What I Believe: The Canon

The canon, the list of books that are regarded as inspired and authoritative, places a “hedge” around God’s special written revelation to separate it from other Jewish and Christian writings. The canons of the Old Testament and New Testament are separate developments. The coming into existence of the Old Testament canon is lost in the mists of time. In contrast, the finalization of the New Testament canon is well documented and was a complex process. It took until AD 367 for it to be finalized.

Anytime a previously unknown early Christian or Jewish writing is discovered there are people who think the document will reshape our understanding of Christianity. This has, fortunately, not turned out to have happened.  Our canons are sufficient. it is us that is to be shaped by them.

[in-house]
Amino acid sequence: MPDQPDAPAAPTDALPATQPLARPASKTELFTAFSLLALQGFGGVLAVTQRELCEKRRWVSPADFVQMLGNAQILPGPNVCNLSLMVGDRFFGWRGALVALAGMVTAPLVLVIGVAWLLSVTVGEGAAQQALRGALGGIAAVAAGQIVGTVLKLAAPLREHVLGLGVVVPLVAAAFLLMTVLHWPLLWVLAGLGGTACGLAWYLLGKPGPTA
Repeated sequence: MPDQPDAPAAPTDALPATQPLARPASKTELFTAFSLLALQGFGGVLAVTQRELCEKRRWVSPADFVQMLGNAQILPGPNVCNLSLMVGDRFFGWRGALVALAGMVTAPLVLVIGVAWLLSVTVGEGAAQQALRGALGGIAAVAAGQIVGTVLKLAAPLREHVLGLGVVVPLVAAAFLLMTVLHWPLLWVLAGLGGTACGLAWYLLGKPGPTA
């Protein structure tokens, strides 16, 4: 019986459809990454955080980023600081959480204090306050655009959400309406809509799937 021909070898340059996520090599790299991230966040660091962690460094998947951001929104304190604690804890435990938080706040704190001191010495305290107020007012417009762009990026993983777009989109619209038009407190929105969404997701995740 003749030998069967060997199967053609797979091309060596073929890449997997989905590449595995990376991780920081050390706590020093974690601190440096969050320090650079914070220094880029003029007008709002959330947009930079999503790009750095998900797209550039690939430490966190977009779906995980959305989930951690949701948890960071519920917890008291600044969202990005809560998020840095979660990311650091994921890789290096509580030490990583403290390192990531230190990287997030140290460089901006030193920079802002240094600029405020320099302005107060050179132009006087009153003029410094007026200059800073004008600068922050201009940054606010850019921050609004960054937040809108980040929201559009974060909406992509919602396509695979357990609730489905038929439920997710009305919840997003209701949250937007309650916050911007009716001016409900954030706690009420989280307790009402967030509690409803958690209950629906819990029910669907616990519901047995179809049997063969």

The Old Testament canon accepted by Protestants consists of thirty-nine books that originated over a period of about 1,000 years. Jews and Roman Catholics accept fifteen additional books known as the Apocrypha as a secondary addition to the Old Testament and include them in their Bibles as lesser writings.

The Old Testament was adopted by Christians as essential to our beliefs because of its intimate connection with Jesus and the New Testament. Jesus and the writers of the New Testament extensively quote passages from the Old Testament and Jesus’ life was framed in the context of Old Testament prophecies.

The closing of the New Testament canon means that for over 1,600 years Christians have been hearing and then both hearing and reading the same New Testament. Or perhaps I should say almost the same New Testament. Variants in the copies and the need of most of us for translations mean we do not all have exactly the same book. However, when we read the Fathers, for instance, we can see that they have read and are quoting essentially the same New Testament we have. I believe this is one way God shows us our unity with the Christians who have come before us.

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